When promoting your products in the market place, what do your customers react to? Do they need incentives and the constant promotion of how the product will benefit them and all its great features, or do they need you to promote the consequences of not purchasing your products?

As an example, imagine you're marketing for an insurance company. You can promote all the benefits of being insured with your company, peace of mind, good interest rates, convenient, etc. Alternatively, you can promote the risks of not being insured, the cost if something does go wrong and you would need the insurance. Our brains don't generally function in the way that we can take both messages in succinctly within one advertisement, and so the key for the marketing department of that company would be to undertake thorough market research to determine which message, the benefits or the risk, works better with their target audience, and the implement that message in order to create a resonant and effective marketing campaign.

If you're marketing for a shoe company, should you promote the benefit of how the shoe can improve your performance or warn that the audience will fall behind their competitors if they don't purchase the shoe? Local cafe, the benefits of fresh, good tasting food or the risk of going about your day without proper nourishment?

Finding the answer to this question will allow you to create consistent and memorable marketing campaigns which will drive sales and create a distinctive brand ethos.

Thursday, 28 October 2010

The Purple Cow effect

The best name I ever saw for Unique Selling points, or USPs, was Purple Cows. If you really think about this metaphor, it will open your mind about the opportunities available to truly differentiate your business.

Consider the scenario. You're driving in the countryside, past field after field, seeing normal cow after normal cow, bored out of your mind and probably distracted by a hundred and one other thoughts. Then all of a sudden you see...a PURPLE COW!! All of a sudden you're alert, you're intrigued, you're not going to forget this moment in a long time, probably ever, and you're more than likely going to investigate/enquire.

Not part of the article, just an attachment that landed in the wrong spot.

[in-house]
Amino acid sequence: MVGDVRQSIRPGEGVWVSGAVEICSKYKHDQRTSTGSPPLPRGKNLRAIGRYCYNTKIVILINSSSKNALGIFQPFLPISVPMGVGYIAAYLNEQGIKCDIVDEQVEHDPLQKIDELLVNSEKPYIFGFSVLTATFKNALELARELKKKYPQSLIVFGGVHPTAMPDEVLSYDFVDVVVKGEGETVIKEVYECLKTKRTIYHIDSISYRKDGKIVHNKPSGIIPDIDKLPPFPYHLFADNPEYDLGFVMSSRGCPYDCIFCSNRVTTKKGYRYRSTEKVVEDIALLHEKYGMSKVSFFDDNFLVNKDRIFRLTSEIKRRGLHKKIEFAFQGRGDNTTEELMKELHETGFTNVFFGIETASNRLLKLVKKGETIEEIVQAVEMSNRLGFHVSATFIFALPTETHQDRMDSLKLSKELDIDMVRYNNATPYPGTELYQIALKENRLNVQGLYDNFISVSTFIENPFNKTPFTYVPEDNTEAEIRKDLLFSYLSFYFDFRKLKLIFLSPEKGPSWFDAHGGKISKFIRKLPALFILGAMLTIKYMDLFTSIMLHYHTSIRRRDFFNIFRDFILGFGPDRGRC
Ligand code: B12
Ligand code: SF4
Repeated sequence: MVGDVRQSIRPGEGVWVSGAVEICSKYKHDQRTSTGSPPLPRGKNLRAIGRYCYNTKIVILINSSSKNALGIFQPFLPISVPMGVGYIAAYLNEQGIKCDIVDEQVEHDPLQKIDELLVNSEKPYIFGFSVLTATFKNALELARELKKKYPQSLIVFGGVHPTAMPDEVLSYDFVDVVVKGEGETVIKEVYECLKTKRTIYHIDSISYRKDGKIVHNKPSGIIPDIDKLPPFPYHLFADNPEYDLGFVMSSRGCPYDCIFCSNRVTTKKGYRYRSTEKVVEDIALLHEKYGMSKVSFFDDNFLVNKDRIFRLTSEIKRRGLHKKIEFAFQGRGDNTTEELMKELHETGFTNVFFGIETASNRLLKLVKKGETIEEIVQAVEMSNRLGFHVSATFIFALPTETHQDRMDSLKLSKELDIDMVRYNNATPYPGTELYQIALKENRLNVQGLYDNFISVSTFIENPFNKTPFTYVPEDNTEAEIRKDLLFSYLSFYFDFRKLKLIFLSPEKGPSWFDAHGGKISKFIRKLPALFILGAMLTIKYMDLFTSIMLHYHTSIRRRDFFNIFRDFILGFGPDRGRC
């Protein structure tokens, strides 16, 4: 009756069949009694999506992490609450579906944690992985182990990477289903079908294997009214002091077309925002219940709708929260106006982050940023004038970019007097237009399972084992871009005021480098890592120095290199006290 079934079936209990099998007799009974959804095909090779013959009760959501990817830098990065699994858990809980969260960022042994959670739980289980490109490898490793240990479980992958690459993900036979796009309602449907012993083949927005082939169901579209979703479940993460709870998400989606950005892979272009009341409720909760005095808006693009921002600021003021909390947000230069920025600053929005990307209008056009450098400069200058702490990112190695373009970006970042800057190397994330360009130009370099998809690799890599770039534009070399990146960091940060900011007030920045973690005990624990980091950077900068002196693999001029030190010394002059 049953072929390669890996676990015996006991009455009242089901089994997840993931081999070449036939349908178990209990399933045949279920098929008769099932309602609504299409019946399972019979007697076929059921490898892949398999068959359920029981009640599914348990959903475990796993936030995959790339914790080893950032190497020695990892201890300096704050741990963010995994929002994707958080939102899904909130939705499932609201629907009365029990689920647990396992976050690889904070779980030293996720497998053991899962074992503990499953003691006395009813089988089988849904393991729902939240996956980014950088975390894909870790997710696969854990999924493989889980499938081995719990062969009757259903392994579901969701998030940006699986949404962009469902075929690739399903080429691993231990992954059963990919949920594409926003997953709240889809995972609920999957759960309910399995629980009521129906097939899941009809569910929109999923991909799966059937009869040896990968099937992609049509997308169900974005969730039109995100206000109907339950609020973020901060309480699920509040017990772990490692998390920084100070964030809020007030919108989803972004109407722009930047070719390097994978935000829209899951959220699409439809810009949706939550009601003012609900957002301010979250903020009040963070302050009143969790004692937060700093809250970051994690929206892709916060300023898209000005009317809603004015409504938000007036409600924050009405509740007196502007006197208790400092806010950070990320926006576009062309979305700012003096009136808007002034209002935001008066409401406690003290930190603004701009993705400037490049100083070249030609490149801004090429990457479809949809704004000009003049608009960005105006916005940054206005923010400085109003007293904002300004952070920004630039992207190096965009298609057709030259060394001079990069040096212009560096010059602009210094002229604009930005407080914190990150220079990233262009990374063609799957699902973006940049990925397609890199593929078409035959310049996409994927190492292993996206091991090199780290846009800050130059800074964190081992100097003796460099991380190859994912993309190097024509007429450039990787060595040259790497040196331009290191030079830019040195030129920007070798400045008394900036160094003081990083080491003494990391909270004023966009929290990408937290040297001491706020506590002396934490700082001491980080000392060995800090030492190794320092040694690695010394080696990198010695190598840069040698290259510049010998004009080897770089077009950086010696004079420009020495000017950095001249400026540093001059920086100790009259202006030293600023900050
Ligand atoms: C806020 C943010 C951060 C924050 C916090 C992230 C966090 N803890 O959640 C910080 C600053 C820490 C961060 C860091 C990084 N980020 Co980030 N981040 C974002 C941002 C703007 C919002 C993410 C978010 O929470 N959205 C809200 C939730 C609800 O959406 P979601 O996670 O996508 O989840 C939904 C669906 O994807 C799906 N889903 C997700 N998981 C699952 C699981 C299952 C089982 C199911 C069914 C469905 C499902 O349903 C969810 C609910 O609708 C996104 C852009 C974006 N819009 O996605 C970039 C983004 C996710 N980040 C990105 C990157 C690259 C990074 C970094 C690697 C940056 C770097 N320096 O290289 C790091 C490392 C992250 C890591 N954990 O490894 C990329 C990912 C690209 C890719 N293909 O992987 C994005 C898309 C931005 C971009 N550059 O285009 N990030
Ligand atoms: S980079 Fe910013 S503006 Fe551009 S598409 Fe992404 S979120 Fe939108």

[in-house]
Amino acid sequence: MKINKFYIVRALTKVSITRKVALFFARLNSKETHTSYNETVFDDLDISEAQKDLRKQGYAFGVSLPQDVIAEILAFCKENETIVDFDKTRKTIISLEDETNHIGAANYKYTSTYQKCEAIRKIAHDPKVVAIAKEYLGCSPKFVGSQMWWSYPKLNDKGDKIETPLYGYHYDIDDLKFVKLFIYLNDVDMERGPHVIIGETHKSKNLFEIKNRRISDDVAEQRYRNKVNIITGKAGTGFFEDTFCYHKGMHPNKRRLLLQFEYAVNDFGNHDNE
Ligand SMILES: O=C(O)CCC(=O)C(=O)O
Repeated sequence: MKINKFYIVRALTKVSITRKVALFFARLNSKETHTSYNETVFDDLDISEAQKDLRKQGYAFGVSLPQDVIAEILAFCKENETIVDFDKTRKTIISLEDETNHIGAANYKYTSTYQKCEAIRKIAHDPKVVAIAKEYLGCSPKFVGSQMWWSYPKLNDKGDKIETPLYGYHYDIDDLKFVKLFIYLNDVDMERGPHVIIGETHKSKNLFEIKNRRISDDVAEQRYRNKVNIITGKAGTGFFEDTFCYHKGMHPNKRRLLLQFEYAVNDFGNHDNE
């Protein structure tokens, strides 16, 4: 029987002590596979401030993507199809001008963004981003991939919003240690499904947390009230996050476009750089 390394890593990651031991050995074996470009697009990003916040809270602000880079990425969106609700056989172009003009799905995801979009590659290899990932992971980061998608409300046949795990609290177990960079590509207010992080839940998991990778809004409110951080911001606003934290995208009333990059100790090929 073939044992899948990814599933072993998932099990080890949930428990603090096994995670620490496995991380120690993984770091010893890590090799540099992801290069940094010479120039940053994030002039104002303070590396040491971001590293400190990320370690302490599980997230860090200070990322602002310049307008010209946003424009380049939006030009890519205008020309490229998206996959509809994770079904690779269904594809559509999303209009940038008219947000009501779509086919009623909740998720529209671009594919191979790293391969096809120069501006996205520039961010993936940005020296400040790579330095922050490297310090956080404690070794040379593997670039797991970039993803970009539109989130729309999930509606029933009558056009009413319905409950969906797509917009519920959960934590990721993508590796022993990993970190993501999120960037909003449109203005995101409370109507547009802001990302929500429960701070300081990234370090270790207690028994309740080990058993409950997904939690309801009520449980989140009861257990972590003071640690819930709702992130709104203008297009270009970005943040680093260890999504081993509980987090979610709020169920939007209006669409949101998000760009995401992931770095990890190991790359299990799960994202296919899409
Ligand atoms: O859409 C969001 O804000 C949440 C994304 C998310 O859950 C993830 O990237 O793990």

This is the type of unique selling point you should have in your business. What is it you do different, that is unique enough to get people to stop, pay attention and remember what you do?

The number one task of a marketer these days is getting consumers to pay attention to your message, especially when they receive on average over a thousand different advertising messages each day. If you don't have a USP, it might be time to start considering ways to make your product stand out from the crowd, or your audience will continue to drive past bored.

Wednesday, 20 October 2010

Are you educated in the art of mistakes??

There's a famous story about a Marketing Executive who makes a mistake, costing his company 20 million pounds. When he asked his manager whether he was going to fire him or not, his manager replied "Why would I do that, when I've just invested 20 millions pounds in your education?"

The saying goes making mistakes isn't criminal, making them twice is. In marketing, and in business in general, it's extremely important to learn from your mistakes, and the mistakes of others, and ensure those mistakes aren't repeated.

The largest companies have made huge mistakes, but the reason they're in the position they are in is they learnt from them. If that form of market research didn't work before, don't try it again, at least not in the same way. If those customers weren't responsive to your product, find a new range of customers to target. If noone responded to advertising in that new form of technology, find a new one.

The cost of your mistakes has an incredible return on investment, so long as you learn from them.

Friday, 15 October 2010

Are you listening?? If so, are you paying attention??

How many companies out there claim to listen to their customers?

Pretty much all of them.

How many pay attention to what their customers say?

Quite a different story.